Backward compatibility testing can be a bit of a drag. The actual testing may be straightforward, but setting up the environment often is not. A little while ago I have put a PHP app through its paces on Apache 1.3 with PHP 5.2. Apache 1.3 still accounts for about 5% of Apache installations out there. If an app is distributed directly to end users, perhaps on shared hosting, a market share of 5% is reason enough to make it work on old Apache, or at least give it a shot.
Current distros don't offer support for Apache 1.3, and haven't done so for ages. So here are my notes for setting up a reusable test system in a VM. I've also thrown in a recipe for setting up Java 6, which involves a bit of fiddling in a legacy OS. With Java 6 installed, even PhpStorm can be run in the stone-age VM.
Flexible, fluid, liquid, responsive - layouts which don't rely on a fixed width have had a comeback recently. The CSS max-width property is veryuseful in these designs. So is the knowledge about related browser bugs. Enter IE8.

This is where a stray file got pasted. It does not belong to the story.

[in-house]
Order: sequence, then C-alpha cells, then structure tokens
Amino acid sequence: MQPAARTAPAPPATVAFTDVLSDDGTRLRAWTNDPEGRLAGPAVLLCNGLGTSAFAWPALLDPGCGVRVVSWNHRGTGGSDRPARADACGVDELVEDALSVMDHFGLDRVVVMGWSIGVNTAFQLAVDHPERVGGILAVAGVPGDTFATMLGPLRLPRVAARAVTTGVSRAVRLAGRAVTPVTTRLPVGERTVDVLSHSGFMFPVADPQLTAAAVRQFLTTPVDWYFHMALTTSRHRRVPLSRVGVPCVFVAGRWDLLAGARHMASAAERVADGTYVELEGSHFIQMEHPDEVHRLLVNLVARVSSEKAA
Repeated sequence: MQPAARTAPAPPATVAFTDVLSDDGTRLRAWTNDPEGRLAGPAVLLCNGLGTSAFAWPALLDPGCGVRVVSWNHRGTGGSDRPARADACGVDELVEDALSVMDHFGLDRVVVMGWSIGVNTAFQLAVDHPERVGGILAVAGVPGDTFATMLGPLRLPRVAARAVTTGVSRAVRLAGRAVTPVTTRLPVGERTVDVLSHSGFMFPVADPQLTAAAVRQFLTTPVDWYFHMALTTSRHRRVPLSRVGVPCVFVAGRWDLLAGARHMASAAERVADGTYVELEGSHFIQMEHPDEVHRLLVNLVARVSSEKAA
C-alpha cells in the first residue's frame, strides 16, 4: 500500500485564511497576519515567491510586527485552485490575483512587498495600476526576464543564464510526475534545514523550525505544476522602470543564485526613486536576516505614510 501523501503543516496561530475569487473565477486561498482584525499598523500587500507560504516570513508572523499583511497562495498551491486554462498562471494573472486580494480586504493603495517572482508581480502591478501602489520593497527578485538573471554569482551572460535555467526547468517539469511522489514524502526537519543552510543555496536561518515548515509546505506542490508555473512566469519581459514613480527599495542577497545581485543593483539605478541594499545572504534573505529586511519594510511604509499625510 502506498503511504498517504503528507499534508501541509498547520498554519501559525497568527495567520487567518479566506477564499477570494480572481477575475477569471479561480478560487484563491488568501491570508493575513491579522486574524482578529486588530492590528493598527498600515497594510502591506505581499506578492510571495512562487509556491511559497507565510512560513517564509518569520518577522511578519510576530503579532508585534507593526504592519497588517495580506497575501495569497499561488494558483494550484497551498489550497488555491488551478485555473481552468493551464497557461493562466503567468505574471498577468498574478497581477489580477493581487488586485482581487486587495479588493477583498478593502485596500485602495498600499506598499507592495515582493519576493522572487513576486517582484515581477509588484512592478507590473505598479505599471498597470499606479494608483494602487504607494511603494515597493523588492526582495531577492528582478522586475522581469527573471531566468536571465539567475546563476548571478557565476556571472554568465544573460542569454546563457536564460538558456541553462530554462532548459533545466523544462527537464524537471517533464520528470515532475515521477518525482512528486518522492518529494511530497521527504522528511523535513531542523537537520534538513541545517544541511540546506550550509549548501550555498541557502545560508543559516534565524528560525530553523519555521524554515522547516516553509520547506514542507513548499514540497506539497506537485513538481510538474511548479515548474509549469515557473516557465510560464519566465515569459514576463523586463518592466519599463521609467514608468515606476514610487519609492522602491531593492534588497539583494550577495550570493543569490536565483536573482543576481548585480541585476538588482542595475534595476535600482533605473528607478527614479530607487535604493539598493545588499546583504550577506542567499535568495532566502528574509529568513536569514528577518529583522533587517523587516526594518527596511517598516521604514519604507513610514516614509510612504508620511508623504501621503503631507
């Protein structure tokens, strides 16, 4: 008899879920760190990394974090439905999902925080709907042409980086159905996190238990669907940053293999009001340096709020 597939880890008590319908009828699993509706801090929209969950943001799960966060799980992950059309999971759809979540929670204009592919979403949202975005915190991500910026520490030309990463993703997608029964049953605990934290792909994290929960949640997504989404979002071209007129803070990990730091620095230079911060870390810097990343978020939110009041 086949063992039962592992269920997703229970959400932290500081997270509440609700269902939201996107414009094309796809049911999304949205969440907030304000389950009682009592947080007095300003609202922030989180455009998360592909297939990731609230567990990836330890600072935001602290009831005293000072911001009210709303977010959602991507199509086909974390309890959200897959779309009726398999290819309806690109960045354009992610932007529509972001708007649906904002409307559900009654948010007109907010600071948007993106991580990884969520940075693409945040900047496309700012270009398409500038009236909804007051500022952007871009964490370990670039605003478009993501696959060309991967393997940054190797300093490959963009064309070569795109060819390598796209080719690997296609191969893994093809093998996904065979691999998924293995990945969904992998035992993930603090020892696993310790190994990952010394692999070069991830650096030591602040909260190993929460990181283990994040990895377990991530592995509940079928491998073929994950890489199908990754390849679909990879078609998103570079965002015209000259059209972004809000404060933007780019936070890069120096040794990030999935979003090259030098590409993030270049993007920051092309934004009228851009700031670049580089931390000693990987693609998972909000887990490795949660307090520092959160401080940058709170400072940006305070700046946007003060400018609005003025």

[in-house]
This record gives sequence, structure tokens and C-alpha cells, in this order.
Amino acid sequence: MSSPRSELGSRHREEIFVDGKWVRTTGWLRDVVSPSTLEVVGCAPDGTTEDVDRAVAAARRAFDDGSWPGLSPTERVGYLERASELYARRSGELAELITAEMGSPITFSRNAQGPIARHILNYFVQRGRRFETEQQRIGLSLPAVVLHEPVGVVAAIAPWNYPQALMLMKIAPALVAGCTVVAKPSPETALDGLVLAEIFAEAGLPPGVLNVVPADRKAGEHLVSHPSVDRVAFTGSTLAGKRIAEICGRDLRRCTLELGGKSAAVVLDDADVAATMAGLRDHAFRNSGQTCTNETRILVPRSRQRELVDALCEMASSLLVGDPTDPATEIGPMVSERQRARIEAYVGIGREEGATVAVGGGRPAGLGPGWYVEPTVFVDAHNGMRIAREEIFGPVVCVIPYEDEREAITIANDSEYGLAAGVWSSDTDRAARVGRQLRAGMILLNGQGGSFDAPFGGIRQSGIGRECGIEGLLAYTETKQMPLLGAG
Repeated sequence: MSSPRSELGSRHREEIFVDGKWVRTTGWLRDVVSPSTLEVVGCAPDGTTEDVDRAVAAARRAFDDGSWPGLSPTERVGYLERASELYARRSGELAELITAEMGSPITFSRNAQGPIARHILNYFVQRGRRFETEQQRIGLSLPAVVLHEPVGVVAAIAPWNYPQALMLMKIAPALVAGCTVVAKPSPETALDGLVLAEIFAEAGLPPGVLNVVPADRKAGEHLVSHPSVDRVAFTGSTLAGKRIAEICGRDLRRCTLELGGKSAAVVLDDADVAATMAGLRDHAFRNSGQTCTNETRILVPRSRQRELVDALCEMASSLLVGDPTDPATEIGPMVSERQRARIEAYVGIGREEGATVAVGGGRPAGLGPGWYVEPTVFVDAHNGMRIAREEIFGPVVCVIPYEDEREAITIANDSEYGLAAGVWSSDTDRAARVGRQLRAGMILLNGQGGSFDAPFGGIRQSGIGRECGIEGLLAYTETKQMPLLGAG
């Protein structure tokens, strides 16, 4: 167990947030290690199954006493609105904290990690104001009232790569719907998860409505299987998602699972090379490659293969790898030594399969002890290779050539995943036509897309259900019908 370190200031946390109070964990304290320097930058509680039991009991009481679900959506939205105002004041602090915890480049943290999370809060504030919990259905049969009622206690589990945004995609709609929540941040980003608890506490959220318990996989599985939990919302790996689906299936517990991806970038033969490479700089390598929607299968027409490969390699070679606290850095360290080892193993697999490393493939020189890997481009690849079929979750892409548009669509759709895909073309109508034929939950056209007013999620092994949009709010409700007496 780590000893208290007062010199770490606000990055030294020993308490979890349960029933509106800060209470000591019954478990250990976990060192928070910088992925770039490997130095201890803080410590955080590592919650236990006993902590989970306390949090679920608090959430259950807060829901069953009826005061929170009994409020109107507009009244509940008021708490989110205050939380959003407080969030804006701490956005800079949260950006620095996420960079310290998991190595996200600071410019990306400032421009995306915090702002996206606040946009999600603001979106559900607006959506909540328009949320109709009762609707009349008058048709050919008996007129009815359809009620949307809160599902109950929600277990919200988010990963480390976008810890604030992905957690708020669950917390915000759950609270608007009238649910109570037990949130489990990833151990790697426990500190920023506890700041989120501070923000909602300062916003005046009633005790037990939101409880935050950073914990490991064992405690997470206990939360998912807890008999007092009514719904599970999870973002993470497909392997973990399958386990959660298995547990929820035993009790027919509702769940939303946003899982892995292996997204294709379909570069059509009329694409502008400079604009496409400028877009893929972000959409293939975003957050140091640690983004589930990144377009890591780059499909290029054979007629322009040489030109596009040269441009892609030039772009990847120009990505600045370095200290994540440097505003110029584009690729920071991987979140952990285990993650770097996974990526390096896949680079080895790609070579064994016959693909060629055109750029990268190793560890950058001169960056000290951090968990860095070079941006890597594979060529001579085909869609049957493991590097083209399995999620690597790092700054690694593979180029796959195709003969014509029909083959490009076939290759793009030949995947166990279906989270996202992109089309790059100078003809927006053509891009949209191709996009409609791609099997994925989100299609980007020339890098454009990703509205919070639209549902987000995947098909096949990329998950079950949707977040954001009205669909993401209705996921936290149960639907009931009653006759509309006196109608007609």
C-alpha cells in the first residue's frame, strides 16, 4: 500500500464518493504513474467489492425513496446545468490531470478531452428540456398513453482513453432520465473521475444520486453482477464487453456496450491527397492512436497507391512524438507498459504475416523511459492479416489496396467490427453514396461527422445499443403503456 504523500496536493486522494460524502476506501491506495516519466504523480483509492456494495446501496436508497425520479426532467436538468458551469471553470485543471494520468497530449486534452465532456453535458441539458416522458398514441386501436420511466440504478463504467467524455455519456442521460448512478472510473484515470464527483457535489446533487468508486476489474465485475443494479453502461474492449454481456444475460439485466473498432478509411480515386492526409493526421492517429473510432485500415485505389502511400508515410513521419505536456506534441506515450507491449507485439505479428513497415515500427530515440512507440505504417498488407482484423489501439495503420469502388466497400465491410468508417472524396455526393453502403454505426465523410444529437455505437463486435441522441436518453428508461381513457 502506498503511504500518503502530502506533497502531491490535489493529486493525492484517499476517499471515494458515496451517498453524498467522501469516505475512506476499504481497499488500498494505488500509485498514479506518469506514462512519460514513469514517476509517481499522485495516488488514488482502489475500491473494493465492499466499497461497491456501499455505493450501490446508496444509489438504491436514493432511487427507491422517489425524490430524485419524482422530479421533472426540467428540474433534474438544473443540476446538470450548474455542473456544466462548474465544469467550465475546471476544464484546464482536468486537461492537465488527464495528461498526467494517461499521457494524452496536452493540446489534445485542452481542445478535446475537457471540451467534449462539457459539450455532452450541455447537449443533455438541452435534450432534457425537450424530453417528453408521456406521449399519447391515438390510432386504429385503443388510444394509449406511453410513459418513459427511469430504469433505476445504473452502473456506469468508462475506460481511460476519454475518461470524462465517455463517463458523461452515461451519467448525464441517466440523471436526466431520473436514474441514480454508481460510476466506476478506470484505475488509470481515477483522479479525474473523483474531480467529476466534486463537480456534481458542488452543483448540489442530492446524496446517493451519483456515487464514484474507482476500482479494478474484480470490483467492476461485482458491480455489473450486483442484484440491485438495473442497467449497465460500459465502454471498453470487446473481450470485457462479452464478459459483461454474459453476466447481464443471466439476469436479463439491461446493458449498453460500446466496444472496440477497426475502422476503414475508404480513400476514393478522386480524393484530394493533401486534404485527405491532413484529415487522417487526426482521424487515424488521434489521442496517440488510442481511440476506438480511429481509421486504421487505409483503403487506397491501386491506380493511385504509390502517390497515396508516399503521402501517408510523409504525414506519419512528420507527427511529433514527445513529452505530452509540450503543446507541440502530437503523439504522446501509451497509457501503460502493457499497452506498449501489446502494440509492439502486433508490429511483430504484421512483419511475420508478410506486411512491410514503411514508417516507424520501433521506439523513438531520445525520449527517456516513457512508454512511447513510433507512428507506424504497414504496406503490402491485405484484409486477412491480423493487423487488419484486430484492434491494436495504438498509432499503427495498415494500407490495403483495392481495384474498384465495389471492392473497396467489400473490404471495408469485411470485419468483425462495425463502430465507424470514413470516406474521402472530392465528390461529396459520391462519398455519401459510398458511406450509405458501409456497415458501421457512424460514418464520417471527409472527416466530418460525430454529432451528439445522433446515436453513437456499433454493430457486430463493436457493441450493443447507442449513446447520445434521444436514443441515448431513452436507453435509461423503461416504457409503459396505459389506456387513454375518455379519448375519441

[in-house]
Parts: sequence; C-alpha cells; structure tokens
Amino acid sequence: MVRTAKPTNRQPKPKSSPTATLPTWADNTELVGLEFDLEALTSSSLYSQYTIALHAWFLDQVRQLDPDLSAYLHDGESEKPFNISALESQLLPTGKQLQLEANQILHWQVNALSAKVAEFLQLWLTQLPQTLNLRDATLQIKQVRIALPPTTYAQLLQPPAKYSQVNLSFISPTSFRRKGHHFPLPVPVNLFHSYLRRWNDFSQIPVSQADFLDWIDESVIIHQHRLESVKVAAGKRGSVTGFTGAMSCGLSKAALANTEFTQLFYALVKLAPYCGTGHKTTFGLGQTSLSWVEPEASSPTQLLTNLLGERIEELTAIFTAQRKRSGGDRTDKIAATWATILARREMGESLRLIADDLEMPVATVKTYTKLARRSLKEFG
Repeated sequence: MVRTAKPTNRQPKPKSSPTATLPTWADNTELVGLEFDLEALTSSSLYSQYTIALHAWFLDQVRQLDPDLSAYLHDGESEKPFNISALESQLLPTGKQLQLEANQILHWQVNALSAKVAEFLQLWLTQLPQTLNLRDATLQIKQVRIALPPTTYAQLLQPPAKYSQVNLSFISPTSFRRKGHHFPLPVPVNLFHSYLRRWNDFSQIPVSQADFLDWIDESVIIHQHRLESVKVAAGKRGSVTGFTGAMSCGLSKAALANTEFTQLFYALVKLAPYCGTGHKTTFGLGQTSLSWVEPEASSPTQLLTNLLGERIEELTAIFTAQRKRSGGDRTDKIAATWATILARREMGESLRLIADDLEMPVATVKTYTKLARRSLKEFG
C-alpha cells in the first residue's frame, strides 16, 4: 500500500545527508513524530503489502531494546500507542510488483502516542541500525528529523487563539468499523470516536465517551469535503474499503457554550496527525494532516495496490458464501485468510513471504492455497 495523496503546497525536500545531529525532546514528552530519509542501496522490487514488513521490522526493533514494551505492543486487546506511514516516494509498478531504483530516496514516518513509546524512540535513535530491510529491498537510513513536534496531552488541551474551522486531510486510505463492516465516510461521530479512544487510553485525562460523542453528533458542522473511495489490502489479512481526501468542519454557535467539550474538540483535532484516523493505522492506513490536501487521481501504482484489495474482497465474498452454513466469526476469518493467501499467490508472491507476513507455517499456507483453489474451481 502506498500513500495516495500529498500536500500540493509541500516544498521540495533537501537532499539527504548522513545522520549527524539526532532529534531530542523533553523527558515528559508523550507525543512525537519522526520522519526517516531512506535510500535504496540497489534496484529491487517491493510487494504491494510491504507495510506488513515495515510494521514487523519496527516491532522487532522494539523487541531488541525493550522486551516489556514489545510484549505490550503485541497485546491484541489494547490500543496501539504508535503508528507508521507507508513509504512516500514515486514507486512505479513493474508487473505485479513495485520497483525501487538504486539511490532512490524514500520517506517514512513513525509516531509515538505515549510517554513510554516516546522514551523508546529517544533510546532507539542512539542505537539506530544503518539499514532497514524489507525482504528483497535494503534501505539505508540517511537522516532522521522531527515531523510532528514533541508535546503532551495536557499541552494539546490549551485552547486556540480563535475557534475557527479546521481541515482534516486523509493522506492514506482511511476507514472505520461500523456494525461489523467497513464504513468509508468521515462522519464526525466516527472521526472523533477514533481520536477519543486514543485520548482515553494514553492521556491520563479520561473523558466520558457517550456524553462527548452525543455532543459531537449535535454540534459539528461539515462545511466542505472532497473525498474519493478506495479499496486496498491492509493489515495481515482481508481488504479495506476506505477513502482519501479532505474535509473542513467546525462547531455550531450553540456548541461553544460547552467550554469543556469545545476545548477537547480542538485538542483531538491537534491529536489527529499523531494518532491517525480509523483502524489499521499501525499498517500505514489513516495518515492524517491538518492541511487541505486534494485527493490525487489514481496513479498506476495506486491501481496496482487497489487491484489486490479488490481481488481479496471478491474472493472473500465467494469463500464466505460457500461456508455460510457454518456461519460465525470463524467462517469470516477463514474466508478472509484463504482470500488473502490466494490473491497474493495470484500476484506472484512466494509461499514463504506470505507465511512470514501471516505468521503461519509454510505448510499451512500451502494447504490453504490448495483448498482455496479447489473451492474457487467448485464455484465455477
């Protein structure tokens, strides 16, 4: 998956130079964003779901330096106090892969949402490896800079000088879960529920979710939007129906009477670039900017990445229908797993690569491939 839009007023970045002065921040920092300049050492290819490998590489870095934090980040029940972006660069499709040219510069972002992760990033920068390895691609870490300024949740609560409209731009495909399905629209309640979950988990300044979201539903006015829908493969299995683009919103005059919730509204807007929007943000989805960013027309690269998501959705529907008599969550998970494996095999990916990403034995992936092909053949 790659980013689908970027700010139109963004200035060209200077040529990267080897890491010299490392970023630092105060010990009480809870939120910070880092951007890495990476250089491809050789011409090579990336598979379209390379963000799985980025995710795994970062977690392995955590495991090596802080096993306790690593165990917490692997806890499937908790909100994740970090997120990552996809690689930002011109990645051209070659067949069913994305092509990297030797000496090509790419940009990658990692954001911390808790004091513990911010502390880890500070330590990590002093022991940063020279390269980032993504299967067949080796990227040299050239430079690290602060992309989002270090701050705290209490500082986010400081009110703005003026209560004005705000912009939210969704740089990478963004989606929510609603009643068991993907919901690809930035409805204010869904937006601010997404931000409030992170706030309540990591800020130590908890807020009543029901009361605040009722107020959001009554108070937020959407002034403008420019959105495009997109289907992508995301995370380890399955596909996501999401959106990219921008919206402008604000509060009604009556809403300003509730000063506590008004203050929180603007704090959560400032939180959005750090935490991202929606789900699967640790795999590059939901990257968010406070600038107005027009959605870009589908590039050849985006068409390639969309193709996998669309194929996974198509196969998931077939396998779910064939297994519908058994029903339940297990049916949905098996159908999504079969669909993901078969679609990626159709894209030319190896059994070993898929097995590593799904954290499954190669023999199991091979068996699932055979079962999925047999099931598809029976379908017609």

I've been using Komodo a long time already for PHP and web development. It has a feature to run unit tests inside the IDE, but frankly it was never really working well, and I've been using my own setup. With PHPUnit 3.5, the Komodo test feature is finally broken. So now is probably a good time to share a replacement.
jQuery functions provide a convenient shorthand for retrieving information from the DOM. There is no need to think about browser-specific quirks – mostly. Here is a case where it doesn't work out.
Retrieving the size of a document should be a straightforward affair: a simple $( document ).width() or $( document ).height() call, and you are done. Yet in IE, these calls often return a size just a little bit too large. Sometimes they are off by as little as 4px, sometimes the difference accounts for the width of the scroll bar, or the scrollbar plus 4px. This bug has been around for a long time. As of jQuery 1.6.1, it is still with us, and it looks like it's going to stay that way.
In a GUI-driven operating system like Windows, where you don't hang around the command line that much, it is sometimes useful to run a PHP file from its context menu in Windows Explorer.
That's easy to set up. But a reasonably smart handler should perhaps not hand the file over to PHP blindly. PHPUnit test cases need a different treatment, so the handler could try to detect them and pass them on to PHPUnit instead.